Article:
“But it was clear they felt they had slipped into anonymity, (really, Simon? That clear?) looking every bit the elderly couple (Simon, that’s what elderly couple do) as they walked in the park, shopped for groceries, arm in arm as they shared an umbrella in a sudden British downpour.”

But it’s Bouda’s confrontation with Hughes in that city mall that shows his expertise as a behavioural scientist and mind reader.

Listen to this: “…so oblivious that when we confront Hughes… a small smile seems to appear on his face. (we seemed to have missed that, Simon).

“I had the impression that Hughes thought (Simon, you are deadset amazing!) that he has been recognised by an adoring fan from his past life. But when he realises he is no longer anonymous, that smile turns to a silent scowl. (Simon, your definition of a scowl might need revisiting).

Bouda demands that Hughes comes clean and apologises for his crimes. What does he have to say to his victim’s claims that he will definitely offend again.

“Is there anything you want to say to her?”. Bouda: “He continues to maintain his silence. No acceptance. No denial.”

And now for Bouda’s final salvo: “With that, the former paedophile TV favourite stalked off. (Simon. Simon. Perhaps you meant walked?) The cloak of secrecy surrounding his new life dissolved.

“Robert Hughes exposed. For all the world to see.”

The MGH accepts that its writers are not young parents with children who might be playing in the Southhampton common a short distance from Hughes’ flat. Or whose kids might be attending St Michael’s preschool only a few hundred metres away. Or, heaven forbid, be on the buses and trains and other public transport Hughes and his wife were observed using.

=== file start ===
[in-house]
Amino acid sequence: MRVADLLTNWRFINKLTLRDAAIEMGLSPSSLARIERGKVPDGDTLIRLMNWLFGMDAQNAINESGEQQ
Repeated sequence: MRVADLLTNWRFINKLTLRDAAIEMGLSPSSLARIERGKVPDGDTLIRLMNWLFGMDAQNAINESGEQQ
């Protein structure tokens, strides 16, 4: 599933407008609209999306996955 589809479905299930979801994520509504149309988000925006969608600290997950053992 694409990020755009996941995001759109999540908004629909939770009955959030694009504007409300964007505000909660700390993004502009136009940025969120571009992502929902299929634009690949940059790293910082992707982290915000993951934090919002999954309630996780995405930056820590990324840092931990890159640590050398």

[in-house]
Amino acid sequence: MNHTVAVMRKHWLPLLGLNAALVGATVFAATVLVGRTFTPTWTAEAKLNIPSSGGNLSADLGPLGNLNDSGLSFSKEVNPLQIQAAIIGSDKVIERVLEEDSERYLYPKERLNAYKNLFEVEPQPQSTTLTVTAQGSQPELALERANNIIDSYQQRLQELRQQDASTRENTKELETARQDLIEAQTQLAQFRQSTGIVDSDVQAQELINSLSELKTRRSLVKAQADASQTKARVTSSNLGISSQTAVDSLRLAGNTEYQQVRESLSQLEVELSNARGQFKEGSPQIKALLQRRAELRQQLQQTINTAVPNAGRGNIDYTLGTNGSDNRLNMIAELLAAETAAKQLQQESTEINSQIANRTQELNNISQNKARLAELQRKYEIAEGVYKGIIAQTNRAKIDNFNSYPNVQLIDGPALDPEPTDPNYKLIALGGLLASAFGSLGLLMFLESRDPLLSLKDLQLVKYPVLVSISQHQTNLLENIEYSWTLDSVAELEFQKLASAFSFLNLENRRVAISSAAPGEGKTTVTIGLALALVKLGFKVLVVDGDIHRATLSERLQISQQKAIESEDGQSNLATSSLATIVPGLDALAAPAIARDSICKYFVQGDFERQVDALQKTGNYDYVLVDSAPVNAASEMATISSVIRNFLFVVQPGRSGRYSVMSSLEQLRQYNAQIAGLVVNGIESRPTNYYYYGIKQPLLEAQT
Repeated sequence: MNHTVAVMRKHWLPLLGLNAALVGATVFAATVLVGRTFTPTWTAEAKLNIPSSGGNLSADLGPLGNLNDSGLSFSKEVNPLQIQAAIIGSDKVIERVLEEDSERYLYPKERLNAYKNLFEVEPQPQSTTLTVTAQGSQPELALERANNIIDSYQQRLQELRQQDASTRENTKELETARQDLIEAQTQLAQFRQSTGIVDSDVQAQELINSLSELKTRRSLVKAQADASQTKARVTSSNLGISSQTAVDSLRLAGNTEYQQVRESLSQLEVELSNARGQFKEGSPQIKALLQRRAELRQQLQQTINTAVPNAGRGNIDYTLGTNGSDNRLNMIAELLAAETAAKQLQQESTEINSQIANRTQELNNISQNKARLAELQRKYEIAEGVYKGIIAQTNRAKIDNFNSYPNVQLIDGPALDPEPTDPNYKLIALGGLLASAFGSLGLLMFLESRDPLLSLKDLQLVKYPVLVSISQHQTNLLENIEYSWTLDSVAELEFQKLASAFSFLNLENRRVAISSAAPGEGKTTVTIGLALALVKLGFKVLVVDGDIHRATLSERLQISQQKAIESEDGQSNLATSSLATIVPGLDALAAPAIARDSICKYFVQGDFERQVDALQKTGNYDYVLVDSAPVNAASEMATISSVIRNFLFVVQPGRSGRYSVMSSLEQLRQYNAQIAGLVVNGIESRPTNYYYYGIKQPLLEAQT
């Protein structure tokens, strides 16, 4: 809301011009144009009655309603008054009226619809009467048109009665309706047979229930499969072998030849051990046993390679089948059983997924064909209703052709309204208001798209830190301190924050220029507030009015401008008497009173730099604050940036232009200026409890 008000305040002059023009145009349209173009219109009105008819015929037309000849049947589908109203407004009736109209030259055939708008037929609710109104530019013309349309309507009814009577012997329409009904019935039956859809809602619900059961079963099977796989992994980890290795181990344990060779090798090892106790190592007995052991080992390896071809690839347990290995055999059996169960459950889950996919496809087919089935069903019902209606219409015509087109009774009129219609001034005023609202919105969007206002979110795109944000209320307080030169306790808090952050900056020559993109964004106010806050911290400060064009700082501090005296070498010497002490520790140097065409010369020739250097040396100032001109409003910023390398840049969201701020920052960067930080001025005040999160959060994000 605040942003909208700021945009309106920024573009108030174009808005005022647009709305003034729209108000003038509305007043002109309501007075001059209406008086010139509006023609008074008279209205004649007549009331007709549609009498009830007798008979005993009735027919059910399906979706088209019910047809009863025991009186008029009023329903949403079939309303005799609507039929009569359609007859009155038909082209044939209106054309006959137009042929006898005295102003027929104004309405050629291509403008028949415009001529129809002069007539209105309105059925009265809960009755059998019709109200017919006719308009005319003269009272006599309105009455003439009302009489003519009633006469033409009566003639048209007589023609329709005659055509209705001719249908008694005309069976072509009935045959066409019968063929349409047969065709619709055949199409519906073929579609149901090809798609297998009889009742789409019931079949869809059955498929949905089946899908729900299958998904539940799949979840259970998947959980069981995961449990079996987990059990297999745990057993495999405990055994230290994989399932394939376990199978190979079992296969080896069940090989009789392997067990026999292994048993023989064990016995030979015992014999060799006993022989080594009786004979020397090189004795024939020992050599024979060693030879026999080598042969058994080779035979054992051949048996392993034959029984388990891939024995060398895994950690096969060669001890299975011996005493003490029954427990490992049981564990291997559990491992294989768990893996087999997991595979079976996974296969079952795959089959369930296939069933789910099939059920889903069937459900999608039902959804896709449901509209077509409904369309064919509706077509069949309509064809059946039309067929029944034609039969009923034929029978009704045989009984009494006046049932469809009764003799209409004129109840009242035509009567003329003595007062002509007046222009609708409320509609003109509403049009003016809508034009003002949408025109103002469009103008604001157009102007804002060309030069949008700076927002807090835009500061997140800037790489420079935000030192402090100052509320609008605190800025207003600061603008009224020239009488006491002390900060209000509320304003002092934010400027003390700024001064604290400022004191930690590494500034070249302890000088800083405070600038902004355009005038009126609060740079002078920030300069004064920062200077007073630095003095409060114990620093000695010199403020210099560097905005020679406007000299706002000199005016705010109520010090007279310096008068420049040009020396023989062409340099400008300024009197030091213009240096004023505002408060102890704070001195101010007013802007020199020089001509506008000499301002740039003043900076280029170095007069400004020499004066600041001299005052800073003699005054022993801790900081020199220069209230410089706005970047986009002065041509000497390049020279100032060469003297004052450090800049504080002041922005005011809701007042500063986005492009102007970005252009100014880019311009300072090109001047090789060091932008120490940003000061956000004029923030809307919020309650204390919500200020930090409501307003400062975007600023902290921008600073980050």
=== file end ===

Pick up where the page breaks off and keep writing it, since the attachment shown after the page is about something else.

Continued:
But when is punishment for crimes finally considered over? Would A Current Affair and Simon Bouda like to see a local media campaign in Southampton to send this dreadful prick packing?

Do they want to build up some ratings-friendly anti-pedophile hysteria that ends in some poor innocent Southampton podiatrist or paediatrician with the same common surname getting a brick through their front window?

What the fuck was the point of it all? To expose Hughes for his crimes and to dissolve his obscurity?

Maybe there was a germ of a story there? Should a pedophile who has steadfastedly claimed his innocence and who refused to take part in remedial sessions in jail be allowed to live in such a built-up area? Could one of Hughes’ many parole conditions have stipulated a rural setting? An isolated retirement village well away from city parks, public transport and school playgrounds? The MGH is guessing Hughes probably wishes that had been the case with him. Simon Bouda might have even sensed Hughes seeming to wish that?

Perhaps that’s the story that could have been done with class and style without exposing were Hughes is living. A hard-nosed factual report rather than a dodgy, incorrect, introduction to a story in which A Current Affair seemed to us (thanks, Simon) determined to big-note itself for its coverage of the case over the past decade and to fulfil its desire to name and shame Hughes all over again.

But then again, a story done with class and style would probably count out A Current Affair and Simon Bouda, who the MGH suspects would be a good writer of psychological crime thrillers.